The story of Sean and Stefanie Reeder and their very healthy 22-month old son, Grant (pictured here) is proof that some miscarriages can and should be prevented. Thank you Sean and Stefanie for sharing such a personal, emotional story.

To see the Lori Grice photo of Sean and Stefanie – the one which captures their “I’m pregnant!” moment and is mentioned in the column – click here.

Learn more about adopting

Wednesday, February 20th, 2008

wiggins.jpgHere’s an issue we should all learn more about: adopting and fostering children. Have you ever considering possibly adopting a child? Next week you can get your questions answered by talking with other adoptive parents, parents like Savannah couple Tony and Kelly Wiggins who adopted adorable Canon. The lucky threesome is pictured here.

Our area has a critical shortage of adoptive parents and foster parents who will welcome a child into their family. All the more reason to check out the “Adoption and Foster Parenting Information Night” 7-8:30 pm Thurs. Feb. 28 @ Saint James Church on Whitfield Avenue and Montgomery Cross Roads. The Wiggins will share their story at the event and be available for questions.

The goal of the event is to inform the public about the adoption option and the crucial need for adults to fulfill parenting roles.

The FREE info session is sponsored by the St. James Council of Catholic Women. No reservations required. For more info, call 912.355.1523.

How to decrease your risk of miscarriage

Monday, January 21st, 2008

latte.jpg You’ve probably already heard about study results released today that found consuming more than 200 mg of caffeine a day can double a pregnant woman’s chances of miscarriage. That means cut it back to only one Starbucks grande (16 oz) latte a day, moms-to-be, because the drink has 150 mg of caffeine.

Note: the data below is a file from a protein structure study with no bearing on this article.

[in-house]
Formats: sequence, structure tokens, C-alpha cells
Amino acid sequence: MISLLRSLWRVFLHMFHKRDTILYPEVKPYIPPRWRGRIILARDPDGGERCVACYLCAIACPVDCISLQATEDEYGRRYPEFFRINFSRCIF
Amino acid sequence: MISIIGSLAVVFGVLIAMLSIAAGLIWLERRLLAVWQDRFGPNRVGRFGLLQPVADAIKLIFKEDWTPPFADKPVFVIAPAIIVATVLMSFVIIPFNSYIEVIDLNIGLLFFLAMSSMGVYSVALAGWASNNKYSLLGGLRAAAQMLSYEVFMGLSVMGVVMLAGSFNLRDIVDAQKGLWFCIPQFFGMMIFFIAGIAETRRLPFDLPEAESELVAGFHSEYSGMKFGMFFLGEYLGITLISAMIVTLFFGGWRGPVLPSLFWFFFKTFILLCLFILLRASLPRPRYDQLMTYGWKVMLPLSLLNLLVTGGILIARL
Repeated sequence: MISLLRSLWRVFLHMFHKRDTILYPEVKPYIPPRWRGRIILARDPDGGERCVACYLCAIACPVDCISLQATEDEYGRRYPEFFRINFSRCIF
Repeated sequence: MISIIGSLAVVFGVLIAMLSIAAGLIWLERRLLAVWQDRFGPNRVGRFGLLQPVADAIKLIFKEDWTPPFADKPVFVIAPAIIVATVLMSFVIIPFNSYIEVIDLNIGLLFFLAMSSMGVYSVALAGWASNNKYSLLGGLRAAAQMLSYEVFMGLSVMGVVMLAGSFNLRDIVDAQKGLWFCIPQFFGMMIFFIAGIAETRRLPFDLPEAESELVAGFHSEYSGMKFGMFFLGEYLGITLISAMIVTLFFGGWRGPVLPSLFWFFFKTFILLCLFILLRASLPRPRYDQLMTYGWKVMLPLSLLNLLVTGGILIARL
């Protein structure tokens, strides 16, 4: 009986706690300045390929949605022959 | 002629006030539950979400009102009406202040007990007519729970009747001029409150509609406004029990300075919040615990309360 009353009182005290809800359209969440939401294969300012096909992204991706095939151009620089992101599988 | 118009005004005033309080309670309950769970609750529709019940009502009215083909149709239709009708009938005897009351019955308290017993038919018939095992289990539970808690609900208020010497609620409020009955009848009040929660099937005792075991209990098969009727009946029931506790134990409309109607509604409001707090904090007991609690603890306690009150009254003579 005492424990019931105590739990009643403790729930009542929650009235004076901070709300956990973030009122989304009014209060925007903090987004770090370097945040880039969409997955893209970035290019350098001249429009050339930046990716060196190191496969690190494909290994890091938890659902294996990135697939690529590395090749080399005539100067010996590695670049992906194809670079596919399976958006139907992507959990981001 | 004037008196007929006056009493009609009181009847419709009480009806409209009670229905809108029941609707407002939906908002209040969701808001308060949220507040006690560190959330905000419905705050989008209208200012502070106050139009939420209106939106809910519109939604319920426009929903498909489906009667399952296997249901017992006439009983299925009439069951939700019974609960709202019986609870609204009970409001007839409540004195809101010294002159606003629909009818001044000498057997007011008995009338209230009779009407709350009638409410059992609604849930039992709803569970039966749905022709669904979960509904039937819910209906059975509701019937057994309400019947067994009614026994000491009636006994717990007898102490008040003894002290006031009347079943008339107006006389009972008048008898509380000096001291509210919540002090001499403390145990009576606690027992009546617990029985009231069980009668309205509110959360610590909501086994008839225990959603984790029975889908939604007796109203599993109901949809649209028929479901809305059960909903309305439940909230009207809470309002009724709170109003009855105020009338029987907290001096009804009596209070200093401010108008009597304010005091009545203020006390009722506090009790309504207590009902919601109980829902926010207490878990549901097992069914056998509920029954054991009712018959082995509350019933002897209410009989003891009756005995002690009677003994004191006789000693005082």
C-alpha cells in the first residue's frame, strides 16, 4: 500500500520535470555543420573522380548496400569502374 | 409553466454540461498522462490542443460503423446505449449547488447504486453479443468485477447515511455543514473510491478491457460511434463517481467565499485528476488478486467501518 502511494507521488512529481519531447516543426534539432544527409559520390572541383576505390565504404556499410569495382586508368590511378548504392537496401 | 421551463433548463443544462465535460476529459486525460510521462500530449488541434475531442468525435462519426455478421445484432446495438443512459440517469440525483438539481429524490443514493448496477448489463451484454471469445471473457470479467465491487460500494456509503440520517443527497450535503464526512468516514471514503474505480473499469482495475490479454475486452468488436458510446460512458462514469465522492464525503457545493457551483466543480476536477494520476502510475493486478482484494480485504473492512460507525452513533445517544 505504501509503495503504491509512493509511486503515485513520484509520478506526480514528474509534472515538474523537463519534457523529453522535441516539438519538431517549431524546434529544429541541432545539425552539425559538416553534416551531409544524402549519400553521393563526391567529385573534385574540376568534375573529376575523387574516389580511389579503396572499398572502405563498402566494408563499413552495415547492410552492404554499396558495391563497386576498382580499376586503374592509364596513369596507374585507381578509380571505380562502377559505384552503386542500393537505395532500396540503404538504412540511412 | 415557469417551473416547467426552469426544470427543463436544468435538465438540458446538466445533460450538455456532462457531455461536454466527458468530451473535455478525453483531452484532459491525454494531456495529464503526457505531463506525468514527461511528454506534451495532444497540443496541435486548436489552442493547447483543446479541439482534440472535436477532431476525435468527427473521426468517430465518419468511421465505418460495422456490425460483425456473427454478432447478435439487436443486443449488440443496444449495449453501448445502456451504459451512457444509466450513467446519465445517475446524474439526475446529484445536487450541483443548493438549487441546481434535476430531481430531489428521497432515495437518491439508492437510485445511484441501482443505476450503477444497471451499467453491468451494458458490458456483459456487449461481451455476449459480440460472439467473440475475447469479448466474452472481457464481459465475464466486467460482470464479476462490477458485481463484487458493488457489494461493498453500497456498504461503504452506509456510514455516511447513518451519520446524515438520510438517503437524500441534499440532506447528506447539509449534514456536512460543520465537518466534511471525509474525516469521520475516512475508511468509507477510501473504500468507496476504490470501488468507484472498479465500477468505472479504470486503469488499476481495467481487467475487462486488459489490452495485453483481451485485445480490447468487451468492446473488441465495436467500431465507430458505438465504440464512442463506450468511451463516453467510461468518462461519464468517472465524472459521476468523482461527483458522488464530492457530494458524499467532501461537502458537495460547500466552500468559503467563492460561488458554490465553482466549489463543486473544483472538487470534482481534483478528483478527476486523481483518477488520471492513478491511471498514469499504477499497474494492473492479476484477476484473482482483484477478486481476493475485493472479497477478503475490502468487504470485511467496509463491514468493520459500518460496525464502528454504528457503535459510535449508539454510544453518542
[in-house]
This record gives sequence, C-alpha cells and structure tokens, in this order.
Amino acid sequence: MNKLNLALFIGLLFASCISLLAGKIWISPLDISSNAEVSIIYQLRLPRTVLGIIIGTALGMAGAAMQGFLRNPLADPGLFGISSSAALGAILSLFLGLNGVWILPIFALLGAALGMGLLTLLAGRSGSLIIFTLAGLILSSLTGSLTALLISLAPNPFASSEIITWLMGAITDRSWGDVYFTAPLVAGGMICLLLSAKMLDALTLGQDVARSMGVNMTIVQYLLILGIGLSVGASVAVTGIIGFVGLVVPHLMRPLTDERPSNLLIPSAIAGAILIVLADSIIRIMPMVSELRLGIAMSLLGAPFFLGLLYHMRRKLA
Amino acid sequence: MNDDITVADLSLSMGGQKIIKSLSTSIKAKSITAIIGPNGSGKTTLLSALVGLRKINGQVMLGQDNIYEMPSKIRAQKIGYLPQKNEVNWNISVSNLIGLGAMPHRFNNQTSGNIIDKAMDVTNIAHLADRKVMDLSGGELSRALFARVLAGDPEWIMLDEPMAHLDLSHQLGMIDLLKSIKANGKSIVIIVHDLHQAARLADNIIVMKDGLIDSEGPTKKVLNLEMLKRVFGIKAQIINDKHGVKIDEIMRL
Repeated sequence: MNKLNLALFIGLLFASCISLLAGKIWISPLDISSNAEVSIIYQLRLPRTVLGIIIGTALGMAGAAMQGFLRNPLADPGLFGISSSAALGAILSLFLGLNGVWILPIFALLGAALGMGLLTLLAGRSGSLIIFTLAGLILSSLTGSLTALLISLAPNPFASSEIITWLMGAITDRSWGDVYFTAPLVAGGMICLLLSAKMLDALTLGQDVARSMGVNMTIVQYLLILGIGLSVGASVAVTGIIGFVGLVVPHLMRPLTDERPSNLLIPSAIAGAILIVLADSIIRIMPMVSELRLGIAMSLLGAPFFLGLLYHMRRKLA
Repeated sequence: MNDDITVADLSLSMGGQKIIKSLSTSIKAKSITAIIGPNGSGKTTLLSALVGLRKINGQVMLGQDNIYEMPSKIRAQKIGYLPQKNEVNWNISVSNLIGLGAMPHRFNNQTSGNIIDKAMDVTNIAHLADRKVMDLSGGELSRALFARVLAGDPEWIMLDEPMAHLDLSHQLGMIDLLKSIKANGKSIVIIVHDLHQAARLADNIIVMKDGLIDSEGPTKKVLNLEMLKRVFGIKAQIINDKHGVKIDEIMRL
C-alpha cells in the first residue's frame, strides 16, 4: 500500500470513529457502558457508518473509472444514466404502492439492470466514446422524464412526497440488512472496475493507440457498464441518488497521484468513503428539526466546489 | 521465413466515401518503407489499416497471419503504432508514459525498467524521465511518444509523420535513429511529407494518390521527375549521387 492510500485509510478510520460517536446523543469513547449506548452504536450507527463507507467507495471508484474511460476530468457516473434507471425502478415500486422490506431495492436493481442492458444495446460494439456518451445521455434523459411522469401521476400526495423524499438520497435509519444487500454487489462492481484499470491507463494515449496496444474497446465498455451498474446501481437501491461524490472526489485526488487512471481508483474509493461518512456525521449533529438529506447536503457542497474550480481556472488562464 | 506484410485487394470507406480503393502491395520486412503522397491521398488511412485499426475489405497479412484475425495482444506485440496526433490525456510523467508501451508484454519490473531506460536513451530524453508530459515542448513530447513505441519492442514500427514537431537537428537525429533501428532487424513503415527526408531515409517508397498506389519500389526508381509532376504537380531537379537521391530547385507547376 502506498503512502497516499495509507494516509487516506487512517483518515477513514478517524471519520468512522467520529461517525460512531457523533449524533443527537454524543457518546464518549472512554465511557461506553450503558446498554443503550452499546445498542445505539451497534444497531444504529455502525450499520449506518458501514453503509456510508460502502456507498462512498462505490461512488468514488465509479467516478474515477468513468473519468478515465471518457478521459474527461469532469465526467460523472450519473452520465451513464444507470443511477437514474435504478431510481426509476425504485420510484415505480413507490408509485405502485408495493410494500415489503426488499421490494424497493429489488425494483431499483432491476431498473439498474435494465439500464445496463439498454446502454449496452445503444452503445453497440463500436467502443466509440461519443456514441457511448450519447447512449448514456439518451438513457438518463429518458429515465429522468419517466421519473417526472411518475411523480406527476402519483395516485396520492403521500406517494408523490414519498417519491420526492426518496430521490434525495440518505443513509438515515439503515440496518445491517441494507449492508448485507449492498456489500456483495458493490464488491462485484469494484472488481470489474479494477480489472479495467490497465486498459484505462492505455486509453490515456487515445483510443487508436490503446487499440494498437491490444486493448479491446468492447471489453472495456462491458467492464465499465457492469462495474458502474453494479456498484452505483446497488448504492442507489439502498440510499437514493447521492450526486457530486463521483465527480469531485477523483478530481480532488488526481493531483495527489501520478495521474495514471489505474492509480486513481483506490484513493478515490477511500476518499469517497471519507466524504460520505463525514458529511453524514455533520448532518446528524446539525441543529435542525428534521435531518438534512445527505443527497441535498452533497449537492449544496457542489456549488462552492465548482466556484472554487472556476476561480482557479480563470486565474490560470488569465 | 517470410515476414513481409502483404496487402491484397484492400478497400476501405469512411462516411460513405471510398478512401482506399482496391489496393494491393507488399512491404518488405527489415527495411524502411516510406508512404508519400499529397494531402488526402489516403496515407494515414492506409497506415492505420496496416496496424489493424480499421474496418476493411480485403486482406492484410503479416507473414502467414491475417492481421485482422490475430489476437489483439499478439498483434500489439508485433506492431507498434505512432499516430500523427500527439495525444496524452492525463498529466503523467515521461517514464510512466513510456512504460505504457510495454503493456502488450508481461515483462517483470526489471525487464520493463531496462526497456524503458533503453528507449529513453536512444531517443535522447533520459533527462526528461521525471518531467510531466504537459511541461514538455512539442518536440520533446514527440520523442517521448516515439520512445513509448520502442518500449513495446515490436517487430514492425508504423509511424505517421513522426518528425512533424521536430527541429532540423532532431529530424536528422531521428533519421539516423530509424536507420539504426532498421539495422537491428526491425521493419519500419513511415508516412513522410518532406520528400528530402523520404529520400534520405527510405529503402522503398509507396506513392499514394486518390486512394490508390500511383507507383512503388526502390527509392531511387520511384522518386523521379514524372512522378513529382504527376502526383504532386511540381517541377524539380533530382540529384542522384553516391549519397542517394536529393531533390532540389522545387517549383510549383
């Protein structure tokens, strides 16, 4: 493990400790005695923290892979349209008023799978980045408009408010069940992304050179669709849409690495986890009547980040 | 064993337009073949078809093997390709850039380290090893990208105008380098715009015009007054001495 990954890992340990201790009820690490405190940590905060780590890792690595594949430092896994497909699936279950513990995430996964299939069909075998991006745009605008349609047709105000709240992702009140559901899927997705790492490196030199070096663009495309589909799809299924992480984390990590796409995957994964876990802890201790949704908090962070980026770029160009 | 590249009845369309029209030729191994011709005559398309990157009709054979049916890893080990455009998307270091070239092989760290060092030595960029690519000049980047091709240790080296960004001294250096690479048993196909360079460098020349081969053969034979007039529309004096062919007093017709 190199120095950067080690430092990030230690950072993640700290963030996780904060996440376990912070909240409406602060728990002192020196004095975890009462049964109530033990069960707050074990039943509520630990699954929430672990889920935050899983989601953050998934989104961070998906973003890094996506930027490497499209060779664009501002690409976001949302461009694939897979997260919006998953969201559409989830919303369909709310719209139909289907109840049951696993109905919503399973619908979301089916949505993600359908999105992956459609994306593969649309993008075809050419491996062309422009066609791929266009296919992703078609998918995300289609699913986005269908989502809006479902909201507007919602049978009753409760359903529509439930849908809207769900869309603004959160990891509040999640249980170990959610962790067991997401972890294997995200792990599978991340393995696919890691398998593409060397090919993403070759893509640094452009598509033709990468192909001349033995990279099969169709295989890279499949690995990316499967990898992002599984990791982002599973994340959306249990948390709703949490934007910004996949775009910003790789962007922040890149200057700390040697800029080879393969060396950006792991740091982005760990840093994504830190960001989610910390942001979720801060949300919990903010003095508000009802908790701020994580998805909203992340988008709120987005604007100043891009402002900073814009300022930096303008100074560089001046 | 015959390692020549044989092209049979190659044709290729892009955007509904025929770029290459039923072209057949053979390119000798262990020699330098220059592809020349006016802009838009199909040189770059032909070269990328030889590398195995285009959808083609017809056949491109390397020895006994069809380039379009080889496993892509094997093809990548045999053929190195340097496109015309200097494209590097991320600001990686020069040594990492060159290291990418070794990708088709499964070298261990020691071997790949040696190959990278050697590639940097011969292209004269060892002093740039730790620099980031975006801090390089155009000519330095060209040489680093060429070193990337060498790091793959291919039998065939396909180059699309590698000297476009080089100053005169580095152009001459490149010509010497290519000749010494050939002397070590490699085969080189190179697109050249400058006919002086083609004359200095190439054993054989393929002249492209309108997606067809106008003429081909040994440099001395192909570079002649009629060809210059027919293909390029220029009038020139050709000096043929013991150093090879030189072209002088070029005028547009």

How much caffeine is in your other favorite drinks and eats? Here’s a look:
Coffee & Energy Drinks
Starbucks Latte, 16 oz.: 150 mg
Coffee, brewed, 8 oz.: 95 mg
Red Bull, 8.3 oz.: 76 mg
Espresso, 1 oz.: 64 mg
Instant coffee, 8 oz.: 64 mg
Coffee, decaf, brewed, 8 oz.: 2 mg

Black tea, 8 oz.: 47 mg
Green tea, 8 oz.: 30-50 mg
Herbal tea, 8 oz.: 0 mg

Soft Drinks
Mountain Dew, 12 oz.: 54 mg
Diet Coke, 12 oz.: 47 mg
Dr Pepper, 12 oz.: 41 mg
Coca-Cola Classic, 12 oz.: 35 mg
Barq’s Root Beer, 12 oz.: 23
7Up/Sprite, 12 oz.: 0 mg

Excedrin, Extra Strength, 2 tablets: 130 mg
Hershey’s Chocolate Bar, 1.55 oz.: 9 mg
Hot cocoa, 8 oz.: 8 mg
Chocolate milk, 8 oz.: 6 mg


How effective is The Fertility Diet?

Sunday, December 30th, 2007


What if you could alter your diet to boost your fertility? Maybe start popping folic acid, drinking whole fat milk and banning trans fats from the house, all in order to get pregnant? The Harvard hot-shots behind the new book “The Fertility Diet” are hoping you will.

The book provides dietary suggestions to increase your fertility including:
• Avoiding trans fats
• Eating more beans, nuts, and other fertility-boosting plant protein
• Embracing whole grains such as oatmeal and barley